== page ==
Gloomy outlook for nonprofits: Medicare’s 0.7 percent inpatient prospective payment system rate increase for 2014 isn’t enough to cover expected costs and is a credit negative for nonprofit hospitals, according to a Moody’s Investors Service report. The $1.2 billion pay raise released earlier this month is a negative because it’s lower than last year’s 2.8 percent or $2 billion increase, according to the report. Additionally, the pay boost doesn’t keep pace with hospitals’ costs, which Centers for Medicare and Medicaid Services expects to go up by 2.5 percent in 2014. Medicare pay rate increases have been equivalent to or below the rate of cost growth for several years. Source: Becker’s Hospital Review
Affordable Care Act
Who are you? The Patient Protection and Affordable Care Act is expected to result in 30 million newly insured patients. A new report from PwC paints a portrait of these individuals, who will obtain insurance through Medicaid expansion and newly created health insurance exchanges. For example, their median age is 33 compared with that of the currently insured, 31. This is largely due to children accounting for a smaller portion of the newly insured than the currently insured, according to the report. The newly insured will also have a median income at 166 percent of the federal poverty level, compared with 333 percent for the currently insured. Source: Becker’s Hospital Review
Alternatives Expanding Medicaid under existing inflexible federal regulations would be unwise and irresponsible as a long-term solution for Georgia, but that doesn’t mean there are not more effective alternatives, writes Kelly McCutchen, president of the Georgia Public Policy Foundation, in an op-ed published Aug. 16. Click to read, “Health Care Expansion: “Yes, If” Versus “No, Because.”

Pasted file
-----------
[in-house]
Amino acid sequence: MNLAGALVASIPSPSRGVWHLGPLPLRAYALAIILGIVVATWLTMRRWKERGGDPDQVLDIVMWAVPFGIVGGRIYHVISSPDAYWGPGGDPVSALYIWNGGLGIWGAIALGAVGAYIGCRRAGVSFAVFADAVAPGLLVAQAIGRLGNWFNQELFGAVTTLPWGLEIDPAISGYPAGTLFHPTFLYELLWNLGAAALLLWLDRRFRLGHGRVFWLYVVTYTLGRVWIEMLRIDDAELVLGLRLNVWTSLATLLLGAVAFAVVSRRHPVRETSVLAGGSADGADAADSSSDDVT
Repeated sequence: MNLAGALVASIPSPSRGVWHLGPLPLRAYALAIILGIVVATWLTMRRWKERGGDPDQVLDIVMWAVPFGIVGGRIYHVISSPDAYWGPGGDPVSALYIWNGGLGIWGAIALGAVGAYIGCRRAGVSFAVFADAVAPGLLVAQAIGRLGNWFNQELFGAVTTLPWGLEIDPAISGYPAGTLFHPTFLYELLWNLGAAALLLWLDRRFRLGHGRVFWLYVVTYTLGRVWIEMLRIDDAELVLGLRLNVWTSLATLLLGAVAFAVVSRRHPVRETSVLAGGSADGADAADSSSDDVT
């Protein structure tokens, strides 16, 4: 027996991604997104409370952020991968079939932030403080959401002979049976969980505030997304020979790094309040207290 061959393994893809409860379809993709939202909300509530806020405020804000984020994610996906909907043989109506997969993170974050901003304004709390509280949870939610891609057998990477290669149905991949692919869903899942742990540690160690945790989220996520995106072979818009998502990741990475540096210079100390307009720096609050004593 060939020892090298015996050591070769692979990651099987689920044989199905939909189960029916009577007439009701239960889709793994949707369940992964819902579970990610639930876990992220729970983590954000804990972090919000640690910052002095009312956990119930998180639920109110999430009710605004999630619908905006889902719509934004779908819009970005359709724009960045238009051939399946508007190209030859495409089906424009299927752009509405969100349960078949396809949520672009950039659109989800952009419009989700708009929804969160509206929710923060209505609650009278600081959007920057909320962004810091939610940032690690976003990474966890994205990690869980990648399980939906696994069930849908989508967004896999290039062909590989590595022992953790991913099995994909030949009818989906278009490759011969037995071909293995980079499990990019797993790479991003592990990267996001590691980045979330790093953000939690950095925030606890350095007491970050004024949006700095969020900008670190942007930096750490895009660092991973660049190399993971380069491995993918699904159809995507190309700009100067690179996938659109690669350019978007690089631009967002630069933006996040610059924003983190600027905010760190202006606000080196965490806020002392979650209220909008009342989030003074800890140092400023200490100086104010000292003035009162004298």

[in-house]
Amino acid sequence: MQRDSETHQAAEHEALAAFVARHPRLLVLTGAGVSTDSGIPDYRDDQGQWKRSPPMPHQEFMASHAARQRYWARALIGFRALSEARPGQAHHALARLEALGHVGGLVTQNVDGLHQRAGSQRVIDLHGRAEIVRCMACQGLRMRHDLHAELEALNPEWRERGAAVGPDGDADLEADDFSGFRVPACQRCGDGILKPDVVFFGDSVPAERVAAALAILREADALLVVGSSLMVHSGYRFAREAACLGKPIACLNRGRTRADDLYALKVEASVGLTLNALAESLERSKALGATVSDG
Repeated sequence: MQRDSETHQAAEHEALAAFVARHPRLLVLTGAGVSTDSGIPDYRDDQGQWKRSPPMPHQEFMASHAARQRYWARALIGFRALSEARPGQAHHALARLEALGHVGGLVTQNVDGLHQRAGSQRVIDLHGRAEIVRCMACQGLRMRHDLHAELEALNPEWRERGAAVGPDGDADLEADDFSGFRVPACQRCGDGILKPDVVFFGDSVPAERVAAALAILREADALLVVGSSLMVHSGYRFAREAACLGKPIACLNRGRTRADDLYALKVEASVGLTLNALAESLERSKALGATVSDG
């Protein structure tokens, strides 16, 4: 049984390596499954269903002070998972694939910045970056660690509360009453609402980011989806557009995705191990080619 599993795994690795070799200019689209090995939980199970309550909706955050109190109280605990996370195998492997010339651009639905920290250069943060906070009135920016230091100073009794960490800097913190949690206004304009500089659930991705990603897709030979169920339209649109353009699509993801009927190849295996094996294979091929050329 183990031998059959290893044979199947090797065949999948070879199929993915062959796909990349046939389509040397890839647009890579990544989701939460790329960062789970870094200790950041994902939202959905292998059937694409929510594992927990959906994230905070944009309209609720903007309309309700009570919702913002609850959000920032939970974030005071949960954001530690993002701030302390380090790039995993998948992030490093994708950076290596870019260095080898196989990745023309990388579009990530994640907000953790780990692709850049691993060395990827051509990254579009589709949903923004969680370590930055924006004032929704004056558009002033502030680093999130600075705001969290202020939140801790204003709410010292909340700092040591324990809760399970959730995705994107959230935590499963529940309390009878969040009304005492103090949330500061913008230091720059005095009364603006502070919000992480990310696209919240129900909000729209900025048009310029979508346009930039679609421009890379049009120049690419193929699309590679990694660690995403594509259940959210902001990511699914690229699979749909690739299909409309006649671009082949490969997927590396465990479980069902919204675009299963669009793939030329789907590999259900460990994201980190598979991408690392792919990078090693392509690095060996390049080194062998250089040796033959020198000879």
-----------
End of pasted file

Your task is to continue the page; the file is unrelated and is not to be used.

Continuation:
How to game the system: A Kaiser Health News report notes that low-income people in states that opt not to expand Medicaid under ObamaCare can still get financial assistance with coverage. Individuals and families can get federal subsidies to cover nearly all of the cost of private insurance coverage by projecting their 2014 income to at least the federal poverty level – $11,500 per person or $23,500 for a family of four – according to the report. The subsidies are available under the law on a sliding scale for those making between the poverty level and four times that level of income. In applying for subsidies, the health insurance exchanges will require more information if a person estimates an income of more than 10 percent higher than shown in electronically available data such as a tax return. If the person applying can’t provide more information such as a pay stub, however, the exchanges will rely on their self-attestation, according to the report. Individuals who lie on a government application for financial assistance face considerable fines. But guess what? Those who “miscalculate” their incomes above the poverty level for 2014 and are later found to make less than the poverty level won’t have to pay back their subsidies.
Quotes of note:
“Keep a watch also upon the faults of the patients, which also make them lie about the taking of things prescribed.” – Hippocrates
“One of the most difficult things to contend with in a hospital is the assumption on the part of the staff that because you have lost your gall bladder you have also lost your mind.” – Jean Kerr
“If you look like your passport photo, you’re too ill to travel.” – Will Kommen